vendredi, décembre 25, 2015

And strangely fell our Christmas Day

To-night ungather'd let us leave
      This laurel, let this holly stand:
      We live within the stranger's land,
And strangely falls our Christmas-eve.
Our father's dust is left alone
      And silent under other snows:
      There in due time the woodbine blows,
The violet comes, but we are gone.
No more shall wayward grief abuse
      The genial hour with mask and mime;
      For change of place, like growth of time,
Has broke the bond of dying use.
Let cares that petty shadows cast,
      By which our lives are chiefly proved,
      A little spare the night I loved,
And hold it solemn to the past.
Alfred Lord Tennyson In Memoriam CV

It wasn't until I escaped the house late this afternoon and strolled towards the elementary school across the street that I finally felt a sense of peace settle over me.

Grey light (there had been just a few breaks of sunshine throughout the day) erased the line between afternoon and dusk.   The rain which had come down intermittently throughout the day made the ground soft under my feet. At the end of the school driveway, several people (I couldn't distinguish teenager from adult) tossed a ball back and forth between them.

As evening came on swiftly, I found myself almost alone on the path, yet more at home than I would have been in a house full of people.

Christmas is tough, harder this year than in many past, and there have been numerous challenging ones. For years, after the death of my brother and then, in swift succession, my mom, it was almost impossible to rejoice.

The birth of my two children allowed space in which to construct a few family traditions - the creche, the simple ornaments my mother had lovingly collected, the huge tree which sat in our brownstone music room replaced by a less spacious, ambitious pine.

But a marriage also provides a ready-made family.  In the years since the kid's dad and I separated, we have maintained a husk of those traditions - but what we have lost, perhaps what we never had, is the joint effort, the spiritual anchor, that binds a family celebration together.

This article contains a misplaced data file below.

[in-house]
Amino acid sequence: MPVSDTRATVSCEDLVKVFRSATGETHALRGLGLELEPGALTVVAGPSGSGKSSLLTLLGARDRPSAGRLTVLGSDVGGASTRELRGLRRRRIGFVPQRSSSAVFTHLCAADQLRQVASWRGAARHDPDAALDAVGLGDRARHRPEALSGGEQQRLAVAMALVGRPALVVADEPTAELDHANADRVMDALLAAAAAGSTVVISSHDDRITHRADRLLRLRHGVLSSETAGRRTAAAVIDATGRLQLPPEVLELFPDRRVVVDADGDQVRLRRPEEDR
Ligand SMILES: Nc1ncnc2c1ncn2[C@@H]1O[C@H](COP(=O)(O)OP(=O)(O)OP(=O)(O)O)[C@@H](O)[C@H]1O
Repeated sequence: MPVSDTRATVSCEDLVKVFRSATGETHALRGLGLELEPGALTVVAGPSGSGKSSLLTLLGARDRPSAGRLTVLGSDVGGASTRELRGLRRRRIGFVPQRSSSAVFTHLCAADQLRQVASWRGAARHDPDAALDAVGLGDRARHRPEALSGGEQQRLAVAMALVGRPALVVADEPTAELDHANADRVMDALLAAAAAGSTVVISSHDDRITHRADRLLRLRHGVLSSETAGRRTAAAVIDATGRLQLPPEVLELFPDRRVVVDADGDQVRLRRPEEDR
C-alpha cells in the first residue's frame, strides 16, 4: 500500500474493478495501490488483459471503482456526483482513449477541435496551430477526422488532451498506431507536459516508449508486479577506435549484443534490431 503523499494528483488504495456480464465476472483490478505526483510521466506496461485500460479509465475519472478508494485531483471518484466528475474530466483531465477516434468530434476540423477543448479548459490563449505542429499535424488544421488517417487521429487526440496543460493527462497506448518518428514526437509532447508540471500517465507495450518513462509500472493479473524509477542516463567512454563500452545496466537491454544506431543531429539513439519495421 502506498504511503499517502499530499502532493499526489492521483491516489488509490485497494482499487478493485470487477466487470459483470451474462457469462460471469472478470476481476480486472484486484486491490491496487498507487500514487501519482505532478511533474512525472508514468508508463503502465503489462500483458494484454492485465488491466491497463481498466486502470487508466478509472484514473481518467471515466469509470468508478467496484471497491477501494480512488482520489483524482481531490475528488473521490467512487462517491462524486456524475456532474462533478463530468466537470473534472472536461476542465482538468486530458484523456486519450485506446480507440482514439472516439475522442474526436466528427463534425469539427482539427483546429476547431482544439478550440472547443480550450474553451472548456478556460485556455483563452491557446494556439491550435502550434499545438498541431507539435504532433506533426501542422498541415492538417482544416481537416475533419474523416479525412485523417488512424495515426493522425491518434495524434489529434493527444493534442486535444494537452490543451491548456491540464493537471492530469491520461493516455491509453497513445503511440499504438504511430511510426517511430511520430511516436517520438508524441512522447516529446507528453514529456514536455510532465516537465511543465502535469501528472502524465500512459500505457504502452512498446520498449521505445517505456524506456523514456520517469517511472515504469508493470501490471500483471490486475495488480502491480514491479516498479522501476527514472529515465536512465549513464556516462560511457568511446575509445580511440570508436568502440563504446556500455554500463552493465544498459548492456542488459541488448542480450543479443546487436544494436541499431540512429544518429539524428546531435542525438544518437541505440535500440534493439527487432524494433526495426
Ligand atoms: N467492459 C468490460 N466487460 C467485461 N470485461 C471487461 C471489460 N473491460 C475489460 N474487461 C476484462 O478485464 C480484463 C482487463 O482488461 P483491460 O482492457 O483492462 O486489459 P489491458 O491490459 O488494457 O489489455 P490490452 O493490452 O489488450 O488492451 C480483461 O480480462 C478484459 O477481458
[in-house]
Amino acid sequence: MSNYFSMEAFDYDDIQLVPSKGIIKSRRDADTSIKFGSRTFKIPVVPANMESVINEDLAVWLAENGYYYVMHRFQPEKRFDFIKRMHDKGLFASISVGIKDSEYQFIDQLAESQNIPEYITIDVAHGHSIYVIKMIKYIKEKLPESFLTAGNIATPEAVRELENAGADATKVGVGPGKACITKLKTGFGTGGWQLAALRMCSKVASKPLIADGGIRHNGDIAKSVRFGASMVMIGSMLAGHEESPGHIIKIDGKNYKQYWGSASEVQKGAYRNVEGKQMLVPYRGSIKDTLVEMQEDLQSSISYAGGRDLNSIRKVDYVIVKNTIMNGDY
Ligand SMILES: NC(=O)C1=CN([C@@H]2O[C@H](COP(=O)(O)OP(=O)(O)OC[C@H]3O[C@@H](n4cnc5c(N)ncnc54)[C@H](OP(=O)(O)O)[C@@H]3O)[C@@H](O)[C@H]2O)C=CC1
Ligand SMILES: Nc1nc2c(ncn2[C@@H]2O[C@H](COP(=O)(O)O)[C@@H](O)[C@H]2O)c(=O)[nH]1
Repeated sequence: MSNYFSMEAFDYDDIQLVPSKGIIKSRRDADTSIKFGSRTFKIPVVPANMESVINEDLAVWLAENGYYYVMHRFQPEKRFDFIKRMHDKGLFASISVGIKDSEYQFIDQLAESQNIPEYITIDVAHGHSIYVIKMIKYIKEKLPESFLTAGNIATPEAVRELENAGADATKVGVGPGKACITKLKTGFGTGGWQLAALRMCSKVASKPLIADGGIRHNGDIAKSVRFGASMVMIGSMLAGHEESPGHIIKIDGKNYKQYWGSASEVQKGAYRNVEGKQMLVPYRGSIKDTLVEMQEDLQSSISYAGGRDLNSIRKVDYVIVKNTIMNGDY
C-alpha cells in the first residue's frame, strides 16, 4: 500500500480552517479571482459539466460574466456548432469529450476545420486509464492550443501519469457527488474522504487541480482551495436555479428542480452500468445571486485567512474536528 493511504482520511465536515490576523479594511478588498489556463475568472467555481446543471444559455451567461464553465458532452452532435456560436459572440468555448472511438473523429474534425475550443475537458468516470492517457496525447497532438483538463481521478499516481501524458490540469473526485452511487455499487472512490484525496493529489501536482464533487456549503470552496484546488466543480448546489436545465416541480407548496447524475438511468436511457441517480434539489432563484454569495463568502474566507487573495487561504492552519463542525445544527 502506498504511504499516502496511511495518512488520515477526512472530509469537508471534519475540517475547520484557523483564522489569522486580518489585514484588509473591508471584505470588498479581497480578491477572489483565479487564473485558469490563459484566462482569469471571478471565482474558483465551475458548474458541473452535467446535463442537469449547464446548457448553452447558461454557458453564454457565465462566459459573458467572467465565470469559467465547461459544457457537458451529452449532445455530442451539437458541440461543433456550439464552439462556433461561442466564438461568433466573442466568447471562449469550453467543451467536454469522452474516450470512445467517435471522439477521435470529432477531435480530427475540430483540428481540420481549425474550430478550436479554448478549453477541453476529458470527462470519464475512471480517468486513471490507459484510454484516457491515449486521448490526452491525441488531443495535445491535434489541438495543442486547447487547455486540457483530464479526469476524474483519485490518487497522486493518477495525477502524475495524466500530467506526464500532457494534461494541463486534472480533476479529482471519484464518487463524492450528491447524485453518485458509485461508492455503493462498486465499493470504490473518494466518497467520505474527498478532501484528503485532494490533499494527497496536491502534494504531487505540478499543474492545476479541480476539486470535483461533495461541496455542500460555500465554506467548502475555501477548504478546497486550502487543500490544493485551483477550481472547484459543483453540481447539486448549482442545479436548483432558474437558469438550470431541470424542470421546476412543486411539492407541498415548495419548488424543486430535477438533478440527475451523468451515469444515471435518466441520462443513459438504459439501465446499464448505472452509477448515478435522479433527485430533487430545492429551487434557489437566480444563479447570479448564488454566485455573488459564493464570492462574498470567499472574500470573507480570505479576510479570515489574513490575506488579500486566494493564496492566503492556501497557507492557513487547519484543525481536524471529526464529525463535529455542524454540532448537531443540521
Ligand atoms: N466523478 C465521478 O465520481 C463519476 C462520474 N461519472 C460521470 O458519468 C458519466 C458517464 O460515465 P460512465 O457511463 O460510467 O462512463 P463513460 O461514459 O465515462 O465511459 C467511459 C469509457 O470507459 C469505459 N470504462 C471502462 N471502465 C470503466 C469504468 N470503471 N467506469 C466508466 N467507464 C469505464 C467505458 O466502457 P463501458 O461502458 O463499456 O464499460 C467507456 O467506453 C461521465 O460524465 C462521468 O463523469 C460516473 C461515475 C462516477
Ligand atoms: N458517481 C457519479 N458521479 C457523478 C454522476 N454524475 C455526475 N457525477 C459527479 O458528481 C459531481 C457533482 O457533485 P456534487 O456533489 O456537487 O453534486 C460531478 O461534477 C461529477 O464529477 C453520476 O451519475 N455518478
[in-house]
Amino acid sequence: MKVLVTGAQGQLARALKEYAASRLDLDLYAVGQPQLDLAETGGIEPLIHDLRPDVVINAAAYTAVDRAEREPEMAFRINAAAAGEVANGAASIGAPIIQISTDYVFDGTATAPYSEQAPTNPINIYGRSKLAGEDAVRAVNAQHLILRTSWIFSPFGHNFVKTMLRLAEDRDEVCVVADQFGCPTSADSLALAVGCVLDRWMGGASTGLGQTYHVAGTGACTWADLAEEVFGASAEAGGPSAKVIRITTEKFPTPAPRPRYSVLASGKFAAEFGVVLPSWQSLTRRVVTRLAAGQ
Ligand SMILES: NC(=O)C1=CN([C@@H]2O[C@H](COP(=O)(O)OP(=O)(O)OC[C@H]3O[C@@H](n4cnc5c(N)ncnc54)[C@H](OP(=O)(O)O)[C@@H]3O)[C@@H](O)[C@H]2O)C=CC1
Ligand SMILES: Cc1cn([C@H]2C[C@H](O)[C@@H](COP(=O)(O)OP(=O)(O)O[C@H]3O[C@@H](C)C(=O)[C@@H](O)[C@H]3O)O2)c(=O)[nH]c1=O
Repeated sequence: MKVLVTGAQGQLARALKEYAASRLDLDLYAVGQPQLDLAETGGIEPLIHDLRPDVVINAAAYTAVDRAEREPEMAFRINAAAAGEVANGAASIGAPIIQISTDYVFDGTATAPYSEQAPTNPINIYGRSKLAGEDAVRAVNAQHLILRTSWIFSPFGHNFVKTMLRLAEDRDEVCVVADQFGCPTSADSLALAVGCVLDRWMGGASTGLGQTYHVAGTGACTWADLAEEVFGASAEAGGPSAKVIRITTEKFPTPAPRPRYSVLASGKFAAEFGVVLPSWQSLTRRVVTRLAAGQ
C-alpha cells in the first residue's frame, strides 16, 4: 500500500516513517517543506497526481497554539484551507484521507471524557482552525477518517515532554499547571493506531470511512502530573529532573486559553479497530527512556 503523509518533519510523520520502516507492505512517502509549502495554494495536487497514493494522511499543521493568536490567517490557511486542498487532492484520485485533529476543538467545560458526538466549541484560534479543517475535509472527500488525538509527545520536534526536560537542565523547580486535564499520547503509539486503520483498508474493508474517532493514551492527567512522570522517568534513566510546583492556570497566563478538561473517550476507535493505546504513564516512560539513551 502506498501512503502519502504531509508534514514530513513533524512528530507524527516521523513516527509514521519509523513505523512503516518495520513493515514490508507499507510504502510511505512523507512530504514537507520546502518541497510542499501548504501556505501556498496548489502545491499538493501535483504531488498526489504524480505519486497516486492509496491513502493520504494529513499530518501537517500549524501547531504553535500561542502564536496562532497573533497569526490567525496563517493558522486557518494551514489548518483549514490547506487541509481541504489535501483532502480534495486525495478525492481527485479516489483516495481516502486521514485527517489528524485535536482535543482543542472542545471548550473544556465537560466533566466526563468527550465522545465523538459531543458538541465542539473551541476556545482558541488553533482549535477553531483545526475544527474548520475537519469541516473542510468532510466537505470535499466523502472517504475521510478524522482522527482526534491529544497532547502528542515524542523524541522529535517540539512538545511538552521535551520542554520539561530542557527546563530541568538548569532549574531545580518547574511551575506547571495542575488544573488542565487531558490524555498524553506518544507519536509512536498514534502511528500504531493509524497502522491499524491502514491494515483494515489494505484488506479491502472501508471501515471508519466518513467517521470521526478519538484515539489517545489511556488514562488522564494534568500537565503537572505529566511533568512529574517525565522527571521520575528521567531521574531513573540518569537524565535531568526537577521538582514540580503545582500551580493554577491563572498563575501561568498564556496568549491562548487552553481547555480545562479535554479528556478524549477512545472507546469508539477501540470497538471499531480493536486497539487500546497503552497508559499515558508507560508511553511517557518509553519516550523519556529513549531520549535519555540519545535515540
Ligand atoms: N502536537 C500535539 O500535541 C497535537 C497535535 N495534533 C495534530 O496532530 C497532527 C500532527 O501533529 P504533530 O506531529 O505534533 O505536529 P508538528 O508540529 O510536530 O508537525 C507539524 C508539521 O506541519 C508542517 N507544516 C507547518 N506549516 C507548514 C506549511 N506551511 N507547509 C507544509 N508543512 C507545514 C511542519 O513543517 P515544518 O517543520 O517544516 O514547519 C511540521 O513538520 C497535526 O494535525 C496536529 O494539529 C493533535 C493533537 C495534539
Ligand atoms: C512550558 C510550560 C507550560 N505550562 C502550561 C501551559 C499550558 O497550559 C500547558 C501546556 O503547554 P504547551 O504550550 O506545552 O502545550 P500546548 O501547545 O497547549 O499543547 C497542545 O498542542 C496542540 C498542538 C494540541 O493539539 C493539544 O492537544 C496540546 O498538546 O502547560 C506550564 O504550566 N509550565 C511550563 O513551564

The holiday also raises a host of discomfiting questions - why don't we fit in anywhere? Who are our friends? Where is our "tribe"? If I was less of a loner..if I had joined the HSA...if I was a more conventional Christian, if I volunteered more...

I want my little family to be desired, to be desirable - never an object of someone's second thought. At the same time, I know that there are many like us who, for whatever reason, whether it's a lack of local family, divorce, or unconventional lifestyles, don't fit the boxes.

I have a feeling that my son will find his tribe.  There is a cost for patrolling the periphery, as an old friend who used to work at the Inquirer used to call it - and I often don't think it's worth the cost.

At the same time, walking by the cars lined up in the subdivision a few blocks away, the aroma of Christmas dinners perfuming the damp air, lights twinkling in the fast-growing darkness of this winter season, after a challenging day in which we skated on thin ice, an afternoon which could have been a catastrophe...I reclaimed the mantle of the solitary observer stalking the habitat of those who find solace in each other's company.

Equivocal comfort indeed. But for tonight, it would probably have to do.

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